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Ashleigh Cummings's curator insight, November 7, 6:24 PM
Turks, The Young. “MS Has Most Teen Pregnancies, Abstinence-Only Education.” YouTube, YouTube, 8 Dec. 2012, www.youtube.com/watch?v=57-pnvySWps.
Ashleigh's insight: The video represents the high rate of teen pregnancy. This is because most schools do not offer a sex education class, therefore a majority of teens who are dating are new to it so they don't know how to act or what to do. this video is targeting teens and the concerned parents of the teens.  Most schools don't offer a sex education class so how do they expect teens to be in the know about sex and abstinence? Due to this lack of educational program the majority of high school teens, more in Mississippi than any other place, has gotten pregnant. Yes, there are signs for teen pregnancy, like not to do it, but just because the teens are told not to do it doesn't mean they'll listen. As teens, they don't understand or know about all the risks involved with having sex. There are diseases that get transmitted and unplanned pregnancies followed by abortions. Sex education should be a mandatory class at all schools. Not only to try to prevent so many pregnancies but so every teen is informed of all the risks possible instead of finding out when it happens.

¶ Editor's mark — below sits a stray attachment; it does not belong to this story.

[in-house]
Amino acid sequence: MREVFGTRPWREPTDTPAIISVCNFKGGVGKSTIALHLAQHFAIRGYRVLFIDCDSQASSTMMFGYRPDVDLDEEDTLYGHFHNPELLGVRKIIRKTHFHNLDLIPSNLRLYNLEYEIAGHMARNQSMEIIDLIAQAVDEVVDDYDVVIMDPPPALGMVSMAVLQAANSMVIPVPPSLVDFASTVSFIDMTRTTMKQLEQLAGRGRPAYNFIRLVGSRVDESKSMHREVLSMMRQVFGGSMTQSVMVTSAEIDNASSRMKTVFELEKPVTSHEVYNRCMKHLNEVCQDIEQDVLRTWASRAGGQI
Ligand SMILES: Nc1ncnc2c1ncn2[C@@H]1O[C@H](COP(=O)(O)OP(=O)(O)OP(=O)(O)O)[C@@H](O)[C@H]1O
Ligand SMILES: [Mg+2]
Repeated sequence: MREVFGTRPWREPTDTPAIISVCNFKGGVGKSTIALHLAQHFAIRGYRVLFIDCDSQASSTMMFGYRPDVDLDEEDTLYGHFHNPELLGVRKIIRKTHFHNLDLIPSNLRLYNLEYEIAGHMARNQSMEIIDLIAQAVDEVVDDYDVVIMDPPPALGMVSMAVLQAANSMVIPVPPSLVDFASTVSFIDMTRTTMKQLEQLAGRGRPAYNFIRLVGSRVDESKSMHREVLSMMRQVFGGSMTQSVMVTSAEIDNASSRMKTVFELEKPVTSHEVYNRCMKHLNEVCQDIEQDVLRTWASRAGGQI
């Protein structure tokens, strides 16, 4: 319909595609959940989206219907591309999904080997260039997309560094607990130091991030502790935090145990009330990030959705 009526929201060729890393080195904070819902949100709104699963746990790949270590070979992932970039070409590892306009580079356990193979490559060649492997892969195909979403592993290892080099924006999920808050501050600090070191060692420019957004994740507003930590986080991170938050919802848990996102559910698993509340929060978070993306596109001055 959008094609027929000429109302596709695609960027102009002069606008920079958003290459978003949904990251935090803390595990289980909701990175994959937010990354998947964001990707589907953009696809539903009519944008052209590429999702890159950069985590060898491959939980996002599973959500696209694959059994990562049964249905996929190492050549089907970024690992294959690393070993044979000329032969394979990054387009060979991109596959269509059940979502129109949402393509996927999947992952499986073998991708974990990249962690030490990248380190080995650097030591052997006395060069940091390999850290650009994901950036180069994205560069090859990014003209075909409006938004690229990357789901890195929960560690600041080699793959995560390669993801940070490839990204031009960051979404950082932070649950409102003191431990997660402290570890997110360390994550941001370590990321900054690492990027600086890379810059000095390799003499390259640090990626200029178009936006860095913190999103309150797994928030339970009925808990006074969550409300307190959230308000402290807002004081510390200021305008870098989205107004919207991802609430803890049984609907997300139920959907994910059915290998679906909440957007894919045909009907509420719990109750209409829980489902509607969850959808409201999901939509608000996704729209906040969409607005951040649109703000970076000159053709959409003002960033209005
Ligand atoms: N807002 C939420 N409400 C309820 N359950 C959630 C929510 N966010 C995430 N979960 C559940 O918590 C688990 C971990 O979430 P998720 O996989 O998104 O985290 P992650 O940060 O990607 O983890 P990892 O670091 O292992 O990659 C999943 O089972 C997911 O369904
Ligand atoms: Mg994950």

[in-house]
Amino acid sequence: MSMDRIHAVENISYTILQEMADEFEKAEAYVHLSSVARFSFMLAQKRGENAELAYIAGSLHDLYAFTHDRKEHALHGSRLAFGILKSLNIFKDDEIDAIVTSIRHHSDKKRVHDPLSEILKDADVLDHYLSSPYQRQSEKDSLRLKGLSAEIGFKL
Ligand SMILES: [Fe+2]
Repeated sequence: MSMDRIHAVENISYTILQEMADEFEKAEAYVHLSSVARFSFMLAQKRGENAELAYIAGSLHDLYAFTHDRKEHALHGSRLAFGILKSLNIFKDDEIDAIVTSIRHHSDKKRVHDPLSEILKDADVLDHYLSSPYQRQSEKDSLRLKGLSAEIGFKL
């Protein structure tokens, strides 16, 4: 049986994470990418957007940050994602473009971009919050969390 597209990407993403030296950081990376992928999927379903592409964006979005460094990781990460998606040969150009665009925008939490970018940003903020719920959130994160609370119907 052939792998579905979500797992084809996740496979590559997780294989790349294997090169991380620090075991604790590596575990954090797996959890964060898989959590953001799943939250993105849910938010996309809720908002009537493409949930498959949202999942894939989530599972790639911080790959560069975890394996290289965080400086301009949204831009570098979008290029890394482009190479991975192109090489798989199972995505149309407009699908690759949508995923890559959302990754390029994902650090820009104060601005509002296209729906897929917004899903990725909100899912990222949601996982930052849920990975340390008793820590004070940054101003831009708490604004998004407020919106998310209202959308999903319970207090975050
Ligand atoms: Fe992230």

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A Tale of Two Conferences...On Teen Pregnancy

A Tale of Two Conferences...On Teen Pregnancy | Teen Sex and Pregnancy | Scoop.it

“"If you want to fail in life, if you want to end up being on Medicaid -- CHIPS and Medicaid and food stamps the rest of your life -- if you never want to have a career, then all you've got to do is drop high school and have a baby," [MS Governor Phil] Bryant said. "And I can almost assure you that's what's going to happen to you."